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In previous centuries, immigrants from all over the world flowed into Hawaii to work on the sugar plantations. Over time, the multitude of languages blended together into “Hawaiian pidgin”. To prepare yourself for your Hawaiian vacation, here’s a list of Hawaiian Pidgin words that you may hear while visiting Hawaii!

Aloha
This well-known word can mean hello, goodbye, affection, graciousness or kindness.

Ainokea
Both the meaning and the pronunciation is “I no care”. This popular pidgin phrase is a popular brand name for tee-shirts around Hawaii.

Brok da mout
This derives from “Broke the Mouth”. This is said when you’ve had food so good you couldn’t stand it.

Choke
This means a lot of something. For example, if you go on a boat and you see 100 whales, then the ocean got “choke whales”.

Da kine
This is a catch-all that can mean nearly anything. If you can’t recall a name or place, simply say “da kine”.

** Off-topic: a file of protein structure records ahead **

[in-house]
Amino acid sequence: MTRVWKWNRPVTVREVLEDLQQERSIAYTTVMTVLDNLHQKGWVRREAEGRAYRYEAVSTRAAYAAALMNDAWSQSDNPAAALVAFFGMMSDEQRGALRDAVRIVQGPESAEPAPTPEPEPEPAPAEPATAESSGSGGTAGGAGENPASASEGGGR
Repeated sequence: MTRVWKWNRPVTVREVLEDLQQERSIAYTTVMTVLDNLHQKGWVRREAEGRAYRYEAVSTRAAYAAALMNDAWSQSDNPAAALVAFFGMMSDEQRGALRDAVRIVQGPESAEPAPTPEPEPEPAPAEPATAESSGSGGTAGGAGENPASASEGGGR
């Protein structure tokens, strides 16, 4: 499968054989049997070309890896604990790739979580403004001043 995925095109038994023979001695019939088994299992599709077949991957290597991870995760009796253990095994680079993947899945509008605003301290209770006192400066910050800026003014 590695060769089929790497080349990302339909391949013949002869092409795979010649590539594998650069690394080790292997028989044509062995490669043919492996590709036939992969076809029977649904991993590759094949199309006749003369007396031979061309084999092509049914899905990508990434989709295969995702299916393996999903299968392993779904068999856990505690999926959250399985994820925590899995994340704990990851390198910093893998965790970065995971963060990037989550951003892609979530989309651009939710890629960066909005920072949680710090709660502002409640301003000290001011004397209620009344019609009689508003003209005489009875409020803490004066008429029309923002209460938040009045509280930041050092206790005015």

Grind
This means to eat, and can also mean great food, when said with a “z” “grindz”.

Hana hou
This means “Once more, again,” as in, let’s do it again!

Hapa
This is someone of mixed ethnic or racial heritage, especially of Pacific Islander and Asian heritage.

Kapu
This means, forbidden or keep out. You will see this on signs, so keep a lookout, and don’t trespass. It’s also the social law that of ancient Hawaii, where many things were taboo, or forbidden.

Lua
This means the bathroom or restroom.

Lu’au
This is also a word we all know, meaning a feast or party. It’s a great aspect of Hawaiian culture!

Mahalo
This means “thank you” and you will hear it often in Hawaii.

Mauka / makai
You will hear this when receiving directions, telling you to either go towards the mountains or towards the ocean. “Mauka” (mountain side) or “makai” (ocean side).

Ohana
This means your immediate family members, as well as extended relatives and friends.

Ono
This means delicious food.

Pau hana
This means after work, or happy hour drinks. It also can mean when something has finished.

Rahja /rahja dat
This is derived from the military phrase “roger that”, and can also mean “OK”.

Shaka
This is a hand gesture that can be used as a greeting, a goodbye or to say thank you.

Shoots
This means “okay”.

I would recommend writing down a couple of these phrases on some notecards, in order to help you study. In no time you will be speaking like the locals of Hawaii.